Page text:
Results from the Chronic Migraine Epidemiology and Outcomes (CaMEO) study show that people who discontinue their acute prescription medication for migraine have a high level of unmet treatment need.1Scientists draw this conclusion in Headache. A lack of efficacy and concerns over safety and tolerability seem to be the most common reasons for discontinuation of acute prescription medication.
Prior research has demonstrated that acute medical treatment of migraine attacks is often suboptimal and that many migraine patients discontinue using them or switch to alternative options because they are not satisfied with their current medication. Understanding why patients are dissatisfied with their treatment could help to identify unmet treatment needs. Addressing those needs could in turn lead to better treatment and improved outcomes.
The CaMEO study aimed to investigate migraine-related burden and treatment decisions using a longitudinal, internet-based survey that identified and followed people with migraine who discontinued acute prescription medication. Respondents were asked to answer questions about the length of time since last use and reasons for discontinuation. Additional outcome measures included the monthly headache day frequency, the Migraine Disability Assessment (MIDAS), the Patient Health Questionnaire 9-item depression screener (PHQ-9), the Generalized Anxiety Disorder 7-item screener (GAD-7), and the 12-item Allodynia Symptom Checklist (ASC-12).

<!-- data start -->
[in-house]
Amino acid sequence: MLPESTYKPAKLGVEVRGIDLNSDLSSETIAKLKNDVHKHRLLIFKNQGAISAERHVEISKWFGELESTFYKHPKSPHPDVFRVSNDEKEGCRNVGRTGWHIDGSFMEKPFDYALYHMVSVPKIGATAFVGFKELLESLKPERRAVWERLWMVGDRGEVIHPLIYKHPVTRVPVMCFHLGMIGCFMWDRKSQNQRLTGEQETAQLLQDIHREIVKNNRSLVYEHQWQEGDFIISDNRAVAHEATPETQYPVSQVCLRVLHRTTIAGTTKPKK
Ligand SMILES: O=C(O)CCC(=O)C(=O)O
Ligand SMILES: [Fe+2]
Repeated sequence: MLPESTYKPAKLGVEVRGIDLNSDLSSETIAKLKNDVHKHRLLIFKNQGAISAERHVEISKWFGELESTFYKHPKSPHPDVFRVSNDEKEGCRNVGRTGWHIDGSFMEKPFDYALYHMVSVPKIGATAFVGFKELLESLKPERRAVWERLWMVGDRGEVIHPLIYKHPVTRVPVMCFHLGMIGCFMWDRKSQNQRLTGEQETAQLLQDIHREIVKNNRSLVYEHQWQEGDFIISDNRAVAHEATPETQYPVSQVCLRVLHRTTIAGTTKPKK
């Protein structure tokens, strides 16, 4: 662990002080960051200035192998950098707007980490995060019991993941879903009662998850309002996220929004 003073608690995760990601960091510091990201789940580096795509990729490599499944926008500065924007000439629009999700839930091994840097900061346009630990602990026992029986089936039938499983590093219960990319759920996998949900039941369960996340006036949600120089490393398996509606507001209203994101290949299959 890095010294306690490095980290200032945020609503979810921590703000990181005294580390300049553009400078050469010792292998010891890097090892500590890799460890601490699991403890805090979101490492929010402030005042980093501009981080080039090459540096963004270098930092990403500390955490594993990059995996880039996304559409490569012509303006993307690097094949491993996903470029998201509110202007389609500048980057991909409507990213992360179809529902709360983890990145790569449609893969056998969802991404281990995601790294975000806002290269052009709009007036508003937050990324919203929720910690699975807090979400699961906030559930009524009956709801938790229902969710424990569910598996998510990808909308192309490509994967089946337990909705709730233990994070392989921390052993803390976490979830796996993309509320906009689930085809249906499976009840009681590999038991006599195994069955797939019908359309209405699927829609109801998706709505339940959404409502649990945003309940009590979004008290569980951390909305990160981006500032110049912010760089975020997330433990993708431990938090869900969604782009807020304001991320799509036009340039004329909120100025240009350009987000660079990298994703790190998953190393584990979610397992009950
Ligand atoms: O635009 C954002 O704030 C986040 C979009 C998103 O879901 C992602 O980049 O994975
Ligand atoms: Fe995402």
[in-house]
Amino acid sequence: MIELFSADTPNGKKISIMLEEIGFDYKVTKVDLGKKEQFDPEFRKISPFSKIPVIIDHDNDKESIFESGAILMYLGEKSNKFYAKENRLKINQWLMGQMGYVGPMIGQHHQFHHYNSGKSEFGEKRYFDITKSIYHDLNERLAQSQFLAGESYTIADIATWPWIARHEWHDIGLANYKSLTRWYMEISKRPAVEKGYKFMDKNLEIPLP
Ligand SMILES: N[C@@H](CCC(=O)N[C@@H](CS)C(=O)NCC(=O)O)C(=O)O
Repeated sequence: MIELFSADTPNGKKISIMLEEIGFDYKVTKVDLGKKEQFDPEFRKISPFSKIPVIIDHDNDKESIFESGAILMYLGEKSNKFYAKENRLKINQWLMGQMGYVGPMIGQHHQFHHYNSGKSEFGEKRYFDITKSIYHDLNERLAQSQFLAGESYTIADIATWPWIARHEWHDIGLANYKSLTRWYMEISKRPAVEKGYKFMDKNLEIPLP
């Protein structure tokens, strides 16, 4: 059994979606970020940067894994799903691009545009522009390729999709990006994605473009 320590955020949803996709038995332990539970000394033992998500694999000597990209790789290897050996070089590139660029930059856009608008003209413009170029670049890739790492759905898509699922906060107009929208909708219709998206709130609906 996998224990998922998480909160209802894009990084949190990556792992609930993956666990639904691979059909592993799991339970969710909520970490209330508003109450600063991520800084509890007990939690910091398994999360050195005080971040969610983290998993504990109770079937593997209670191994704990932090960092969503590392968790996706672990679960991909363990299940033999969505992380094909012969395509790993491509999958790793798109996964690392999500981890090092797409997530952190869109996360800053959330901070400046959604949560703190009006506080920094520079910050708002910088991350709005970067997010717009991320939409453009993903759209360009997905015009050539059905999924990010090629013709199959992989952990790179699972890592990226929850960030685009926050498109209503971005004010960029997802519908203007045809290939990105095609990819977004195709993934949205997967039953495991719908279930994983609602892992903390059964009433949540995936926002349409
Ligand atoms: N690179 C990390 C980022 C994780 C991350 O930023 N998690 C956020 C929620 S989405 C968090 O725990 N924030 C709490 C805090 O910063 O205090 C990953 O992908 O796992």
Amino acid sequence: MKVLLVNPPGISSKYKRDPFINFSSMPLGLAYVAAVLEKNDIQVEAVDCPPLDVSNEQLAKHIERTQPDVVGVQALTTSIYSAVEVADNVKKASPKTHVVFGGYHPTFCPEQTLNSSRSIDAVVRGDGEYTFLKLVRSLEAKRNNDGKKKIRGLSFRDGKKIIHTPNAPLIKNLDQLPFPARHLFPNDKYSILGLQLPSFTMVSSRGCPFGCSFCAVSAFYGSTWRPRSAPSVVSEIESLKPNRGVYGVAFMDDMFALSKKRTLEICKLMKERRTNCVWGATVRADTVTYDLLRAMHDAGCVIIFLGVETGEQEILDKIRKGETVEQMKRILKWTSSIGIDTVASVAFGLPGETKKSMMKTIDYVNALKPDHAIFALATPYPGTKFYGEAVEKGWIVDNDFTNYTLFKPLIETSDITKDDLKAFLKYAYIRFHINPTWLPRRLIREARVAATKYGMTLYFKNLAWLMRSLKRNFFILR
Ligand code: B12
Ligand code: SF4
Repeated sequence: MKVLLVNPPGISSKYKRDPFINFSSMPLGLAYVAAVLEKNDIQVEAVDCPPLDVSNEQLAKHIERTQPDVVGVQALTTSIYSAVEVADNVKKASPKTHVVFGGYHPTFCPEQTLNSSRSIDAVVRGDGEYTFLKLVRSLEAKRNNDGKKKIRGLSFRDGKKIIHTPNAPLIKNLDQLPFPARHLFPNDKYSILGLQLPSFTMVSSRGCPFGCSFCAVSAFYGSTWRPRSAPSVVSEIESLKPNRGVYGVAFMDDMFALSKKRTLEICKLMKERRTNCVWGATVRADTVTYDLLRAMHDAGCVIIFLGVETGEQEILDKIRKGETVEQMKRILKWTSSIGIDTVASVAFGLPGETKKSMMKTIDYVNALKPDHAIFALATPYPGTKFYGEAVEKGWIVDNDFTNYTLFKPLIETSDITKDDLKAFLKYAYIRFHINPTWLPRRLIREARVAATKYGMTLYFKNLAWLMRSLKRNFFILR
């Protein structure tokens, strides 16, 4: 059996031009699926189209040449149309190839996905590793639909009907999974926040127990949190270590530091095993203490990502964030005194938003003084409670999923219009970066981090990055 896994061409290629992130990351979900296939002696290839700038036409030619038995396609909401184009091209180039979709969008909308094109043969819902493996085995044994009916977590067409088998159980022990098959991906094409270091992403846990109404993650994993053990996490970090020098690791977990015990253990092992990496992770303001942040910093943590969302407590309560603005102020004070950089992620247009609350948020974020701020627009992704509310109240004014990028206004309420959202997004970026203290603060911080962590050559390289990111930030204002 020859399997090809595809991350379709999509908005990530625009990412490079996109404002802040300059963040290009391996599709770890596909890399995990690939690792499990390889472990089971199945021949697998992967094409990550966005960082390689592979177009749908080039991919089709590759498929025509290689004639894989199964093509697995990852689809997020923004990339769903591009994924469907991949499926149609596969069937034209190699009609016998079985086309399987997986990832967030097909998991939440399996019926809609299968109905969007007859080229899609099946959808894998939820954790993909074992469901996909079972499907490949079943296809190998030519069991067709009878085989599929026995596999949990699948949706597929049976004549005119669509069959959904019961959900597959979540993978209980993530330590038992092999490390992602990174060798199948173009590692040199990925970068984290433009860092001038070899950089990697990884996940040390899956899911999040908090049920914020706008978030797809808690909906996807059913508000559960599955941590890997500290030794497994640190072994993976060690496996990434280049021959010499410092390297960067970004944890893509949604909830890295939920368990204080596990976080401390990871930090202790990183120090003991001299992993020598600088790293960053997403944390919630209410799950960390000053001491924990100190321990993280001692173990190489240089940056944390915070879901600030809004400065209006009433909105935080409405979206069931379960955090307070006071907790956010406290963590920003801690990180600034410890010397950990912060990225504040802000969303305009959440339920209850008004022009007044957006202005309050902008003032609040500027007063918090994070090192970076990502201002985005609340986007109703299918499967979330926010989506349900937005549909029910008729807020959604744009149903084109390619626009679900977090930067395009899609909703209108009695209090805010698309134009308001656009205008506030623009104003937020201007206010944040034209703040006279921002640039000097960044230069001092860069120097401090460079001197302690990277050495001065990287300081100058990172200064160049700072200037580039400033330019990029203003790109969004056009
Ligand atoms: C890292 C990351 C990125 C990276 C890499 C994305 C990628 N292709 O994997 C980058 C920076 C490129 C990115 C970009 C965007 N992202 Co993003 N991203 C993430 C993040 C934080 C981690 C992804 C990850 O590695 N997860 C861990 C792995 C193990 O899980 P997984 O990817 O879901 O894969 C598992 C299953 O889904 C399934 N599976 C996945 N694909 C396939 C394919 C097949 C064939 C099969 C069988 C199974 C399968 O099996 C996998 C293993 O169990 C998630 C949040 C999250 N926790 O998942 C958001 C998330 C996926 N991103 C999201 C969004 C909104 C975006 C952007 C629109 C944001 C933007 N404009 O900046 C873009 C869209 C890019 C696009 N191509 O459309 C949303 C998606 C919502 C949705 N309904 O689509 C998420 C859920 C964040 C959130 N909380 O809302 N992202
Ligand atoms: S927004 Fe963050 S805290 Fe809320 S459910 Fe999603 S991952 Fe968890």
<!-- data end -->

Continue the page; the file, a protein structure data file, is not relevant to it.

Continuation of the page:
A total of 1719 discontinued users responded to the survey and were included in the analysis. The majority of them (62.4%) reported a monthly headache frequency of 0-4 days and more than half (50.4%) reported the presence of allodynia (ASC-12). Only about one in five (19.1%) patients were able to work or function normally with headache and 41.7% scored within the moderate to severe disability range at baseline (MIDAS). Moreover, roughly one-third suffered from moderate to severe depression (33.0%; PHQ-9) and/or anxiety (30.0%; GAD-7).
The most commonly reported (45,5%) reason for discontinuation of acute prescription medication – more than one answer was allowed – was a switch to non-prescription medication or alternative treatment options, followed by concerns about lack of efficacy (28.2%) and safety and/or tolerability (24.9%). More than one in five people (21.3%) stopped treatment because their headaches had improved. High rates of moderate to severe disability were found among people who discontinued for both efficacy and safety/tolerability concerns (64.4%).
According to the authors, these results further confirm a high level of disability and unmet treatment need in migraine patients who discontinue their acute prescription medication. In their view, addressing efficacy and safety concerns could improve treatment adherence and patient outcomes.